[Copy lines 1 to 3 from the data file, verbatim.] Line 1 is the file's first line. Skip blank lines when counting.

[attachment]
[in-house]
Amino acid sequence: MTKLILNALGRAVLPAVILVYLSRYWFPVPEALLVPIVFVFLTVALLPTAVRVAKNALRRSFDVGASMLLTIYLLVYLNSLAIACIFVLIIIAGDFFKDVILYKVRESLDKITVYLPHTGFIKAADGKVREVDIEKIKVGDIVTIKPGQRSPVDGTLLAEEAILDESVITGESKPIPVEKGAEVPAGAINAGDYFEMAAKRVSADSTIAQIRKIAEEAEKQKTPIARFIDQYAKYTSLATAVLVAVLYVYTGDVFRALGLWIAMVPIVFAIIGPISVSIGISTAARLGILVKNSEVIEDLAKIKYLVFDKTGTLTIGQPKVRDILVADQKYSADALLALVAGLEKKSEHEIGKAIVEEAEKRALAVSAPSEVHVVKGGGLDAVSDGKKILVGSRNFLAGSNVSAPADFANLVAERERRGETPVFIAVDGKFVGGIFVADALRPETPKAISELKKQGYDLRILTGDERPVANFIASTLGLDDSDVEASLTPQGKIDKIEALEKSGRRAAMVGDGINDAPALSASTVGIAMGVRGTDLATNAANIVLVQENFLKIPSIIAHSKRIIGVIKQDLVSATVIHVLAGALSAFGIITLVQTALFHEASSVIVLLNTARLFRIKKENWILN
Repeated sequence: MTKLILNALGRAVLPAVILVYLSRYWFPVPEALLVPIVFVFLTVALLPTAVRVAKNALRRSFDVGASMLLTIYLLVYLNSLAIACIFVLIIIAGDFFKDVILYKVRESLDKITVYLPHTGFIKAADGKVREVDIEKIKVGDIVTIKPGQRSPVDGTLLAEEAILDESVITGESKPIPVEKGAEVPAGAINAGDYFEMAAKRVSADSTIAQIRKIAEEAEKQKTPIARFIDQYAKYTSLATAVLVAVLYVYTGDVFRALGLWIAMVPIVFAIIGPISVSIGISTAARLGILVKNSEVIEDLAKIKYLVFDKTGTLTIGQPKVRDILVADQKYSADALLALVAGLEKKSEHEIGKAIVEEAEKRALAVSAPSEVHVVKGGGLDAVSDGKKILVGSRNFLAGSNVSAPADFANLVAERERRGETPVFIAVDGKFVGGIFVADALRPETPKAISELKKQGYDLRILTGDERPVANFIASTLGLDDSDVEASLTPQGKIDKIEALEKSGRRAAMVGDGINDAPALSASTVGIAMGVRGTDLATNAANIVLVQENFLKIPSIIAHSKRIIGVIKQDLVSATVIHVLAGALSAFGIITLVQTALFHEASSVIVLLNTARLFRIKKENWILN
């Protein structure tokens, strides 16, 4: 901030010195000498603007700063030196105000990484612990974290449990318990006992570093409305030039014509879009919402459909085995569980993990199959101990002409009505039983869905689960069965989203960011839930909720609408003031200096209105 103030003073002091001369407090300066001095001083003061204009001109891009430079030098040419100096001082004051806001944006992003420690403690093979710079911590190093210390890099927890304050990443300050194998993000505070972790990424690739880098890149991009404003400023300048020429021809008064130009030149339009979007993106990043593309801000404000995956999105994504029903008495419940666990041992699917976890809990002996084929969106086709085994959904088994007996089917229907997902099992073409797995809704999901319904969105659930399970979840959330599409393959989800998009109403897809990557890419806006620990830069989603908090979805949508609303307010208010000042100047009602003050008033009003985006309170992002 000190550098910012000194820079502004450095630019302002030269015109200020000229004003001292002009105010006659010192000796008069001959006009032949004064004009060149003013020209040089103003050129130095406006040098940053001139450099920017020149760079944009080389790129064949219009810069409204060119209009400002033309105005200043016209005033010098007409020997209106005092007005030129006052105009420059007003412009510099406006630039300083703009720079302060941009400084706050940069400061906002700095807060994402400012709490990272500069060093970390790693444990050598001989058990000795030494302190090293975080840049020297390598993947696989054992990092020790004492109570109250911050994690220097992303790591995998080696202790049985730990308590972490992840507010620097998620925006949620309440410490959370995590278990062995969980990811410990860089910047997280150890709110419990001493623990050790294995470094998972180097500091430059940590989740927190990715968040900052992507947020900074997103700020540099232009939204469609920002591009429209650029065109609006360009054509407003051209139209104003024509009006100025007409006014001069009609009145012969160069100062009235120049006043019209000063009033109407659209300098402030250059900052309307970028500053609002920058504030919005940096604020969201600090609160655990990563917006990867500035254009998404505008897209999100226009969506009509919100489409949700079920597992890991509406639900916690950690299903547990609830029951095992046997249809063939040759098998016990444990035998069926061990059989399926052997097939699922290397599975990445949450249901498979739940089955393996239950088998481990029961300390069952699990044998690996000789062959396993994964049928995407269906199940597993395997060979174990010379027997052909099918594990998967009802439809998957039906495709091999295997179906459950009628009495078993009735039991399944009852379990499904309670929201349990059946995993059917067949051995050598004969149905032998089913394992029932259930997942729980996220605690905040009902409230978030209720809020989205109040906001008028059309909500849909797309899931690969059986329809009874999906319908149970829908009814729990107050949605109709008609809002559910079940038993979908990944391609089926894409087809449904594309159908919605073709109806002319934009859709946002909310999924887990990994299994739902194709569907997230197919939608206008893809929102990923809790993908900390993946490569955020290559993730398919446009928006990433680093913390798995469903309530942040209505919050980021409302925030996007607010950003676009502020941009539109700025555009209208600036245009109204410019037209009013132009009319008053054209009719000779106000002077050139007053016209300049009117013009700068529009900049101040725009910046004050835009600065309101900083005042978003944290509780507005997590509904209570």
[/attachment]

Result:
[in-house]
Amino acid sequence: MTKLILNALGRAVLPAVILVYLSRYWFPVPEALLVPIVFVFLTVALLPTAVRVAKNALRRSFDVGASMLLTIYLLVYLNSLAIACIFVLIIIAGDFFKDVILYKVRESLDKITVYLPHTGFIKAADGKVREVDIEKIKVGDIVTIKPGQRSPVDGTLLAEEAILDESVITGESKPIPVEKGAEVPAGAINAGDYFEMAAKRVSADSTIAQIRKIAEEAEKQKTPIARFIDQYAKYTSLATAVLVAVLYVYTGDVFRALGLWIAMVPIVFAIIGPISVSIGISTAARLGILVKNSEVIEDLAKIKYLVFDKTGTLTIGQPKVRDILVADQKYSADALLALVAGLEKKSEHEIGKAIVEEAEKRALAVSAPSEVHVVKGGGLDAVSDGKKILVGSRNFLAGSNVSAPADFANLVAERERRGETPVFIAVDGKFVGGIFVADALRPETPKAISELKKQGYDLRILTGDERPVANFIASTLGLDDSDVEASLTPQGKIDKIEALEKSGRRAAMVGDGINDAPALSASTVGIAMGVRGTDLATNAANIVLVQENFLKIPSIIAHSKRIIGVIKQDLVSATVIHVLAGALSAFGIITLVQTALFHEASSVIVLLNTARLFRIKKENWILN
Repeated sequence: MTKLILNALGRAVLPAVILVYLSRYWFPVPEALLVPIVFVFLTVALLPTAVRVAKNALRRSFDVGASMLLTIYLLVYLNSLAIACIFVLIIIAGDFFKDVILYKVRESLDKITVYLPHTGFIKAADGKVREVDIEKIKVGDIVTIKPGQRSPVDGTLLAEEAILDESVITGESKPIPVEKGAEVPAGAINAGDYFEMAAKRVSADSTIAQIRKIAEEAEKQKTPIARFIDQYAKYTSLATAVLVAVLYVYTGDVFRALGLWIAMVPIVFAIIGPISVSIGISTAARLGILVKNSEVIEDLAKIKYLVFDKTGTLTIGQPKVRDILVADQKYSADALLALVAGLEKKSEHEIGKAIVEEAEKRALAVSAPSEVHVVKGGGLDAVSDGKKILVGSRNFLAGSNVSAPADFANLVAERERRGETPVFIAVDGKFVGGIFVADALRPETPKAISELKKQGYDLRILTGDERPVANFIASTLGLDDSDVEASLTPQGKIDKIEALEKSGRRAAMVGDGINDAPALSASTVGIAMGVRGTDLATNAANIVLVQENFLKIPSIIAHSKRIIGVIKQDLVSATVIHVLAGALSAFGIITLVQTALFHEASSVIVLLNTARLFRIKKENWILN